The current economic situation for young people has not only made coping with the present difficult; it makes planning for the future impossible. Young people should be able to access affordable housing. With rents rising in many city centres and mortgage deposits becoming increasingly expensive, housing affordability is a major concern. 25 years ago a third of first-time buyers were aged under 25, now it’s just 16%⁶. There were some attempts by the last government to help first-time buyers through schemes like Help to Buy, but very little was done to tackle the root cause of the housing crisis – the fact is that there are not enough genuinely affordable homes for young people to access. A lot more needs to be done by the next government – there needs to be an end to escalating rents and rising house prices which see so many young people priced out of areas including London.
Bringing in rent controls and giving renters more rights, tackling the poor standards and extortionate fees in the private-rented sector and investing in building more social homes will be important actions that will have a huge impact on the lives of young people.
In the first 100 days of the next government young people need to see that politicians are serious about addressing these key issues. A government which prioritises the needs of young people would significantly improve political engagement, as well as give the economy a much-needed boost. A skilled, well-paid workforce will not only allow the UK to compete internationally, it will grow the economy and allow us to invest in public services like health and education – to the benefit of everybody. On the other hand, failure to acknowledge the issues affecting young people will only exacerbate the current sense of disillusionment and anger at the political elite. Young people are the future; it is time for politicians to start improving our circumstances. Young people cannot simply be a footnote in manifestos anymore. If politicians do not want people to feel failed by the system, they must prove that politics can meaningfully improve our lives – and that begins with listening to our needs.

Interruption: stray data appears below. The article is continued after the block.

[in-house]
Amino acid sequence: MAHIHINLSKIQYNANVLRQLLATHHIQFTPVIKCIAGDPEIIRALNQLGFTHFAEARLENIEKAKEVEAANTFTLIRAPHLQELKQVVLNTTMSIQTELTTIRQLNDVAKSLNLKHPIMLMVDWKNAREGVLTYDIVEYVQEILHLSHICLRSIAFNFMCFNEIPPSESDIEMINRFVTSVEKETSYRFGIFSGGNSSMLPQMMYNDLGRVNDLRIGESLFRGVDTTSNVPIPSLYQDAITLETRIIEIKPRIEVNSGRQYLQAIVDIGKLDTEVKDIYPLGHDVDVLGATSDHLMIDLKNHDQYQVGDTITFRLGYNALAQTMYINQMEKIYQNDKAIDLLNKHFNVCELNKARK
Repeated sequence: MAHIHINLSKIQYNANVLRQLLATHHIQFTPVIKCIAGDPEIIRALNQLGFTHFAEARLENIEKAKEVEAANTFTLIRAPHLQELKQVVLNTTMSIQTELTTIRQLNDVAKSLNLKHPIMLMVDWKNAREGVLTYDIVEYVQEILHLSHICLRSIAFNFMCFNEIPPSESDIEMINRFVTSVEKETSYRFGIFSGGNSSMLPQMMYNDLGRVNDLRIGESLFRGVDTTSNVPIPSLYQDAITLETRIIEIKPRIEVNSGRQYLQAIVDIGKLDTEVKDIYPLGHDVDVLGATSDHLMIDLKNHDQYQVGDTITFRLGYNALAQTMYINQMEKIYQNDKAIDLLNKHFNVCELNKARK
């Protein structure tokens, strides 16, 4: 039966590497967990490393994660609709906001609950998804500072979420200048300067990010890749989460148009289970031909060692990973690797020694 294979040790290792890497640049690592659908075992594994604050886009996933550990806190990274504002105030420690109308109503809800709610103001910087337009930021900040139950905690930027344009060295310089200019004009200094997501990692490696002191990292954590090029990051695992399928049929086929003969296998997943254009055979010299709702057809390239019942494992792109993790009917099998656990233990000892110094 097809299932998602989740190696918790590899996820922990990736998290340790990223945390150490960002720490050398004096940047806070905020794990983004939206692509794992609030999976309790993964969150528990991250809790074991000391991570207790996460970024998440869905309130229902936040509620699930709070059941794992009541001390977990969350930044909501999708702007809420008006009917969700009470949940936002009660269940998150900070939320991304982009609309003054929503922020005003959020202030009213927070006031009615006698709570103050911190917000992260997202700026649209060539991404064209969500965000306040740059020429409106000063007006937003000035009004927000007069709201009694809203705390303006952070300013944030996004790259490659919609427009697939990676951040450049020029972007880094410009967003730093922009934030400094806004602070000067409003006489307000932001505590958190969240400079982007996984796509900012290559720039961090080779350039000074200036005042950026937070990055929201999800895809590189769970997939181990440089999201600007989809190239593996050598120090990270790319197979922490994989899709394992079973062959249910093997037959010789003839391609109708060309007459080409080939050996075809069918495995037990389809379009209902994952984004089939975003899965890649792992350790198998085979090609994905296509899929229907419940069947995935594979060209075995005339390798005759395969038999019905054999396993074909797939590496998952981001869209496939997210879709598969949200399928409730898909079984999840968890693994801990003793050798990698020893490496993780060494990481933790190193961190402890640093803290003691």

1 British Futures (2015) Voice of a Generation What do 2015’s first-time voters think?
2 Social Mobility and Child Poverty Commission (2014) State of the Nation 2014: Social Mobility and Child Poverty in Great Britain.
3 ONS (2014) Young People in the Labour Market 2014
4 ONS (2015) Analysis of Employee Contracts that do not Guarantee a Minimum Number of Hours
5 Evans, J. & Shen, W. (2010) Youth Employment and the Future of Work. Council of Europe Publishing, Paris.
6 CIH (2015) Four big issues raised by 100,000 'starter homes' plan – see http://www.cih.org